So sadly, the zucchini in this delicious Japanese Steakhouse Hibachi Style Zucchini & Onions comes from a local grocer.

While it’s not ‘garden fresh’, it tasted like it!

The veggies are one of my favorite parts of the whole Hibachi meal and experience. I kid you not.

What Does Hibachi Mean?

Hibachi doesn’t actually reflect or apply to the flavor or the vegetables in this recipe.

It loosely translates to ‘fire pot’, and instead refers to the style of cooking- which has been embraces and perfected by hibachi-style restaurants in the U.S. since about 20 years after WWII.

Like any other restaurant, each individual store may have their own spin on hibachi-style veggies.

Some may even include a different blend of vegetables, but this reflects the combinations we love here from our local joints.

Tender zucchini squash and crisp white onions are sauteed in a savory Asian-style sauce in this Japanese Steakhouse Hibachi Style Zucchini & Onions recipe. It’s guaranteed to be a new favorite Summer side dish.

Luckily, a quick trip to the grocery store will let you enjoy it year-round- even if the Squash Bug comes a-callin’.

Other Zucchini Ideas You Might Also Enjoy

If you’ve tried this JAPANESE HIBACHI STYLE ZUCCHINI & ONIONS recipe, or any other recipe on the site, let me know in the comment section how it turned out, we love hearing from our readers! You can also follow along with me on PINTERESTFACEBOOK, and INSTAGRAM to see more amazing recipes and whatever else we’ve got going on.

Japanese Steakhouse Hibachi Style Zucchini & Onions

Got 15 minutes? Got some fresh zucchini & white onion? Then you're ready to get your Asian veggie fix, at home, with these yummy Japanese Steakhouse Hibachi Style Zucchini & Onions. Tender, lightly caramelized vegetables are served in a savory homemade teriyaki sauce for authentic hibachi flavor made in the convenience of your home kitchen.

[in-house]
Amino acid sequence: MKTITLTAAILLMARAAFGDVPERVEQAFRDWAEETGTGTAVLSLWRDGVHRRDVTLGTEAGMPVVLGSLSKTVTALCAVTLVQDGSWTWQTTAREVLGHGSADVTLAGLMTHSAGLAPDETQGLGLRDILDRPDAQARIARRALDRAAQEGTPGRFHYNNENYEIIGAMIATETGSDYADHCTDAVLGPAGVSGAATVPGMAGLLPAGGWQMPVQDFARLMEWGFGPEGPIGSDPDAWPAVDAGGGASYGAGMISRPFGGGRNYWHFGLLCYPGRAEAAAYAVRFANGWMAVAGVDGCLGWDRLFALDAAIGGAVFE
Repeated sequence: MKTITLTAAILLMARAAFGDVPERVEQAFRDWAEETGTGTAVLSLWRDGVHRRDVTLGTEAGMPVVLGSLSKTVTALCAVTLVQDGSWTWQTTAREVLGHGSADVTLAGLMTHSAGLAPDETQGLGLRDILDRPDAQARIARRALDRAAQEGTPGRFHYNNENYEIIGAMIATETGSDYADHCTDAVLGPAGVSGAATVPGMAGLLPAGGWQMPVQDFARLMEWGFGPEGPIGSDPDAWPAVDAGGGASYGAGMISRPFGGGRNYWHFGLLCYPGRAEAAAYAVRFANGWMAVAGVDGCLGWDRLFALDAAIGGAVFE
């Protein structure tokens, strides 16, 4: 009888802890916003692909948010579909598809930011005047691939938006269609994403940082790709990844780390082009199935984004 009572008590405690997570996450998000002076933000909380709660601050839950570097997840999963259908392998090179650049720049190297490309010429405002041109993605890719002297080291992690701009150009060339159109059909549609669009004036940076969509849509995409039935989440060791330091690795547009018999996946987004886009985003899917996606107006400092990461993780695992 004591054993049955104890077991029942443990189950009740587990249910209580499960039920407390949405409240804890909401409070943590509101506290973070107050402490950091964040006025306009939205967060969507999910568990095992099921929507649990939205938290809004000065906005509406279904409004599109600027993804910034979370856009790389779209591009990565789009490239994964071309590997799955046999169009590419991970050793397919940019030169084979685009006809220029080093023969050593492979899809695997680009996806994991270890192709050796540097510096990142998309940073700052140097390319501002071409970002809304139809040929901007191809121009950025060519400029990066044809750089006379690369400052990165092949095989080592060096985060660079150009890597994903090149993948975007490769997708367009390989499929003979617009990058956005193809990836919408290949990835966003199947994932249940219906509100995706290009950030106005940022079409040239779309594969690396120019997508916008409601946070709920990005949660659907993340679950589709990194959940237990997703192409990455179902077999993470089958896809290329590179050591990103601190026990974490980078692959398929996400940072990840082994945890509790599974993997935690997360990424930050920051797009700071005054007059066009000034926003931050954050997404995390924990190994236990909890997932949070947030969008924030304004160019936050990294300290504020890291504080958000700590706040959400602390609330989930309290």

4.5 from 4 votes
Print Pin Rate
Course: Side Dish
Cuisine: Asian
Prep Time: 5 minutes
Cook Time: 15 minutes
Total Time: 20 minutes
Servings: 4
Calories: 113kcal

Ingredients

  • 2 tbsp canola oil
  • 1 medium white onion, sliced into wedges
  • 2-3 medium zucchini, thinly sliced (lengthwise) with a mandoline
  • 2 tbsp thick teriyaki sauce
  • 1 tbsp soy sauce
  • 1 tbsp toasted sesame seeds
  • white pepper, to taste

Instructions

  • Add the oil to a large skillet, or wok, and heat over medium. When the oil's nice and hot, add in the onions, breaking them apart and stirring while they cook- for about 5 minutes.
  • Stir in the zucchini, and cook an additional minute or so. 
  • Add the sauces & seeds, stir to evenly combine and coat the veggies. Cook, stirring occasionally, until the zucchini's tender- about another 5 minutes.
  • Season with pepper, to taste, and serve.

Notes

As written the recipe only calls for squash and onions, but if you're like us and love mushrooms- stir in a heaping 1/2 cup when you add the zucchini.

Nutrition

Calories: 113kcal | Carbohydrates: 8g | Protein: 3g | Fat: 8g | Saturated Fat: 1g | Sodium: 606mg | Potassium: 336mg | Fiber: 2g | Sugar: 5g | Vitamin A: 196IU | Vitamin C: 20mg | Calcium: 44mg | Iron: 1mg

 

2 thoughts on “Japanese Steakhouse Hibachi Style Zucchini & Onions

  1. Yum! I cut up my zucchini and squash into sticks, used one tablespoon of teriyaki with two tablespoons of soy sauce. Reduced the cooking time by a couple of minutes. I’d done this before with only soy sauce and felt like something was missing. The little bit of teriyaki really did the trick. Helped to create some carmelization and depth of flavor. The family scarfed down their veggies. Thanks!